The Wheelwright Museum and the Georgia O’Keeffe Museum are partnering to produce a short 10-minute film celebrating the diverse cultural connection of Santa Fe. The film, Following Enchantment’s Line, is directed by acclaimed filmmaker and artist Steven J. Yazzie (Diné/Laguna Pueblo/Anglo) and showcases nationally renowned dancers Jock Soto (Navajo/Puerto Rican) and Harrison Coll. The soundscape will feature the music of classical composer Jerod Impichchaachaaha’ Tate (Chickasaw Nation). Following Enchantment’s Line is currently in production and draws inspiration from the lines, shadows, and light seen across the northern New Mexico landscape which has influenced many artists throughout time.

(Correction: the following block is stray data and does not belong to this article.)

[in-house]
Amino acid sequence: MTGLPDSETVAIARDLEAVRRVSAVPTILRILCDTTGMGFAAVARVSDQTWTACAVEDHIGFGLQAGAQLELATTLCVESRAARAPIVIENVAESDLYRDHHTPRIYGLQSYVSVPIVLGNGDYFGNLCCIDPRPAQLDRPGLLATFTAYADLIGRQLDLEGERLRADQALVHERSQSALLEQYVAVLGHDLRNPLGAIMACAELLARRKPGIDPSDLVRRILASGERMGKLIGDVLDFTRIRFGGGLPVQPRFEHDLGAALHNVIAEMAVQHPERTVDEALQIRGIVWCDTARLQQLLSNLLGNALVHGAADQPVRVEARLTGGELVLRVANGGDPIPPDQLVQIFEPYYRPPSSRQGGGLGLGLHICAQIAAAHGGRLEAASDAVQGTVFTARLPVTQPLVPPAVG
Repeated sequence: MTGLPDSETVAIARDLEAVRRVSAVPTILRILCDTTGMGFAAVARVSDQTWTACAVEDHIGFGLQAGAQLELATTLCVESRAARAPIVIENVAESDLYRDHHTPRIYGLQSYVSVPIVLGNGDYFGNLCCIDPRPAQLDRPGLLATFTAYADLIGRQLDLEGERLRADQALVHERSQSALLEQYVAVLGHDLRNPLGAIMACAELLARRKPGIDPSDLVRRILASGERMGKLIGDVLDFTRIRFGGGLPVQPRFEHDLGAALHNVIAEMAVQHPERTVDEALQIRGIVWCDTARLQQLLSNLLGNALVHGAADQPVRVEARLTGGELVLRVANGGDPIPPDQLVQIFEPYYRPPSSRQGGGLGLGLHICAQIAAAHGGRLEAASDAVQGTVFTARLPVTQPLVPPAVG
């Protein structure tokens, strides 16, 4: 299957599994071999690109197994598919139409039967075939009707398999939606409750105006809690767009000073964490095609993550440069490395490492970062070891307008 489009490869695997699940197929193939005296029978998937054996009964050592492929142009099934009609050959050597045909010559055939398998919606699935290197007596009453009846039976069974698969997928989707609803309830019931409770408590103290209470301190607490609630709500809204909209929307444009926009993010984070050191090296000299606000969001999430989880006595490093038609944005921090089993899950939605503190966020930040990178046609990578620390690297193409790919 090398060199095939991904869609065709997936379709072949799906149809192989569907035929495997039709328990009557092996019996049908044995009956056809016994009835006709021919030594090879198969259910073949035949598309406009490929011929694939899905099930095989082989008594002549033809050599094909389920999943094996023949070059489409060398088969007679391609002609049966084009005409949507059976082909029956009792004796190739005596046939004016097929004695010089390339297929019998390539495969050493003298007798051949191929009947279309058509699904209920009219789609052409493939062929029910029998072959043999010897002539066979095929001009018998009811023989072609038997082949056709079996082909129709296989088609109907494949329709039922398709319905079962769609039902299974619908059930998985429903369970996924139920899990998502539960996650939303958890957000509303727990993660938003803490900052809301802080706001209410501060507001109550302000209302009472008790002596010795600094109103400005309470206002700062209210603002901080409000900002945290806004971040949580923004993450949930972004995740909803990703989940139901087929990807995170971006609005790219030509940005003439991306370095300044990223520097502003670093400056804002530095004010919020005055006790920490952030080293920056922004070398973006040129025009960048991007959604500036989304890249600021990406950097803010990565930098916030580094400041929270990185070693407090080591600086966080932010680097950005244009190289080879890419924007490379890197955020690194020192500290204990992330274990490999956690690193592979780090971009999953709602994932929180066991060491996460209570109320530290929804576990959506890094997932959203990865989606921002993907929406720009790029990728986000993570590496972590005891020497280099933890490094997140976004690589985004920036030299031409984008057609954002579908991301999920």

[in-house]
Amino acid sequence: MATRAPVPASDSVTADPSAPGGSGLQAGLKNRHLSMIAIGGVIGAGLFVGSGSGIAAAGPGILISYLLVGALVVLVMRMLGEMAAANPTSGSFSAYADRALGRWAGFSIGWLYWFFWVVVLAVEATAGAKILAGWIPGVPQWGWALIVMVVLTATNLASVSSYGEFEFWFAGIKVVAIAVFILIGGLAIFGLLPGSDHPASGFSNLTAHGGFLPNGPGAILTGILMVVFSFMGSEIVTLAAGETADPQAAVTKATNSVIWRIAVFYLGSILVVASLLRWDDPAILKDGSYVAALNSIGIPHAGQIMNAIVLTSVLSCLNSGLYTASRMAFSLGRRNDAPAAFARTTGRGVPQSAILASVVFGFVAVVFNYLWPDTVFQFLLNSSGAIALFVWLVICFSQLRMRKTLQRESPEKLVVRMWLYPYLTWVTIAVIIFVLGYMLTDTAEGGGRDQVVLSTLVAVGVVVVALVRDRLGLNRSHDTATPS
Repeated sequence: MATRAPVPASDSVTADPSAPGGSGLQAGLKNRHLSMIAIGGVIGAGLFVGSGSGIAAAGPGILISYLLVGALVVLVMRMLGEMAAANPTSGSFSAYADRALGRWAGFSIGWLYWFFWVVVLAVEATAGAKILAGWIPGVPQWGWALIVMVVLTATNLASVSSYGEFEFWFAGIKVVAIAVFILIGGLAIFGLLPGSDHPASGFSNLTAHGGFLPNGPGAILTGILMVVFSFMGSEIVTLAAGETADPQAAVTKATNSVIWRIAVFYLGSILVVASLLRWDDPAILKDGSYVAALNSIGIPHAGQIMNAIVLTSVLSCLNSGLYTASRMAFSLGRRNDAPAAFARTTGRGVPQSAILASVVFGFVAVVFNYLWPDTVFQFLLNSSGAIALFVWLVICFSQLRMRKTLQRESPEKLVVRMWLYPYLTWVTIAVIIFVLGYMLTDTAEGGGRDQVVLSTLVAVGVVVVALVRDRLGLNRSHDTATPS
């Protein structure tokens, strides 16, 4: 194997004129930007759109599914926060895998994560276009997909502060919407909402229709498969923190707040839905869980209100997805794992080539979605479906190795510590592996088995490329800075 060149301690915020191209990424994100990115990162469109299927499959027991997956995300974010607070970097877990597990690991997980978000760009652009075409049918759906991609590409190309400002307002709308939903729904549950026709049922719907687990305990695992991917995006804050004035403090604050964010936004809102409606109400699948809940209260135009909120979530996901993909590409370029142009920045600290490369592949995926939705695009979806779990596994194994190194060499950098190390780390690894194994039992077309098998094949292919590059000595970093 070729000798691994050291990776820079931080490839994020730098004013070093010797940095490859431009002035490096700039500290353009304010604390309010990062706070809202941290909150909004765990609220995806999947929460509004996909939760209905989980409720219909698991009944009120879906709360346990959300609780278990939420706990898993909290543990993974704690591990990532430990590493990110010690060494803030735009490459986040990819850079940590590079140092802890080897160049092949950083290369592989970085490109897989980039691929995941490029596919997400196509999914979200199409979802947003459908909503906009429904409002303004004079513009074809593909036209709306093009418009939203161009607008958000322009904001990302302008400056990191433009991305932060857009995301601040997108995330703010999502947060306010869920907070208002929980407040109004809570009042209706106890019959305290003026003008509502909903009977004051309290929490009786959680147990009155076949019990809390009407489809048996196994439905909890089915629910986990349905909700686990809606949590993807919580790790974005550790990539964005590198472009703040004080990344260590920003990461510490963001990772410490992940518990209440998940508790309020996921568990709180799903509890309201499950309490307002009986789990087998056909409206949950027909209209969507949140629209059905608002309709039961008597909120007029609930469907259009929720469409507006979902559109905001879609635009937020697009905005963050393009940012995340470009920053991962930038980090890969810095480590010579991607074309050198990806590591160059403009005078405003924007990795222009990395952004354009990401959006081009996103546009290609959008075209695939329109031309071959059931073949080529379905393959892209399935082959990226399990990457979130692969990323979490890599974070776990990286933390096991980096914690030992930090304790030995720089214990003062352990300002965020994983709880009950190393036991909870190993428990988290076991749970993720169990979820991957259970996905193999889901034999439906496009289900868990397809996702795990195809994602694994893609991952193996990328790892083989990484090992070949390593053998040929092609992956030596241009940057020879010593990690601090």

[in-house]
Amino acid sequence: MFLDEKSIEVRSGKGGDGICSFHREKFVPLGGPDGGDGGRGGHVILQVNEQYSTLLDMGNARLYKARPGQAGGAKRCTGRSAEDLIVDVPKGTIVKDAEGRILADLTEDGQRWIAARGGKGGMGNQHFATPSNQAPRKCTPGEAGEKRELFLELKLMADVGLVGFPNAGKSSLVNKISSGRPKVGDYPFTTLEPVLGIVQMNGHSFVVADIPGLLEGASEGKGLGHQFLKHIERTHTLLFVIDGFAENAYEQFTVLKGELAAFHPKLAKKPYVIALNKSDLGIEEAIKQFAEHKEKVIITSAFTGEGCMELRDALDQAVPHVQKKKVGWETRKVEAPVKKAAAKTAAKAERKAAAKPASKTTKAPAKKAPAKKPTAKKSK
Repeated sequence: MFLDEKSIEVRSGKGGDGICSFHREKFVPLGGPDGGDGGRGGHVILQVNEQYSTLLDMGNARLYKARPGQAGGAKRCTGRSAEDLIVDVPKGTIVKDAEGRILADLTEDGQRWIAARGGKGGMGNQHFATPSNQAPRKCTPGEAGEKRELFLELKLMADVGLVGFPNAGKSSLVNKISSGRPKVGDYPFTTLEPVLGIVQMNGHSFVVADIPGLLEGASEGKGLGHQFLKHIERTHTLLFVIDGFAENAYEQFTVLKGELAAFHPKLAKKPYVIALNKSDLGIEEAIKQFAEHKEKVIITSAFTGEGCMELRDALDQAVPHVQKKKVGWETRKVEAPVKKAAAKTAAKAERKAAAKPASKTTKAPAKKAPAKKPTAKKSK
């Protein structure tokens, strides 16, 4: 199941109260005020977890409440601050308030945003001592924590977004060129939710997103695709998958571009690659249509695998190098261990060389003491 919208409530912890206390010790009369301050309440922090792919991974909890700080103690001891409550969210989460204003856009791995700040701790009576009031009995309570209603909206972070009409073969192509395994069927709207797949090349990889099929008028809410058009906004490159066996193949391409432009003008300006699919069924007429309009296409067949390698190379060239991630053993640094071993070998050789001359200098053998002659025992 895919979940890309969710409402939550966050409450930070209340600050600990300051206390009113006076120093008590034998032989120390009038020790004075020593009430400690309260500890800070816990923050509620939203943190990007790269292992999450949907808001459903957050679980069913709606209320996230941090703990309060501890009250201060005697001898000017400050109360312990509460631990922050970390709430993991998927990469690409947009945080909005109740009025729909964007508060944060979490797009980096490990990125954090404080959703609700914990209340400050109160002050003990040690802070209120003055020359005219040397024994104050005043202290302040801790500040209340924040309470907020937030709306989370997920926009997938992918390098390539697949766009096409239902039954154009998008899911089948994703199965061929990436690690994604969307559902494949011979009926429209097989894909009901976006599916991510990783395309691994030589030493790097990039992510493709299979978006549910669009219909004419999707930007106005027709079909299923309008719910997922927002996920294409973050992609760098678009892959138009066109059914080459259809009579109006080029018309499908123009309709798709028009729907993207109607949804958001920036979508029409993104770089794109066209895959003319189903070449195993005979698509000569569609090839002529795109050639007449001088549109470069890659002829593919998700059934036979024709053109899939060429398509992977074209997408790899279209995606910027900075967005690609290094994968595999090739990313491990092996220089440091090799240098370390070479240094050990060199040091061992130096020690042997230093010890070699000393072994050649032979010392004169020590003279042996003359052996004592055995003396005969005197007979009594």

The film will premiere during an online event that will include an artist panel discussion on June 24, 2021. “In convening this group of artists to produce the film, our goal is to bring a moment of art and even transcendence into people’s living rooms through the powerful beauty of dance, music, and cinematography,” said Liz Neely, Curator of Digital Experience for the Georgia O’Keeffe Museum. The Wheelwright Museum and O’Keeffe Museum are the proud recipients of a Digital Collaborative Impact grant—a new collaborative opportunity funded by the City of Santa Fe Arts and Culture Department’s Cultural Investment Funding Program. “This film, as I see it, is being created as a dedication to many things, including gesture, rhythm and pace, the poetic, unexplained symbols, history, and the Indigenous culture that is Santa Fe,” explained Wheelwright Museum Chief Curator, Andrea R. Hanley (Navajo).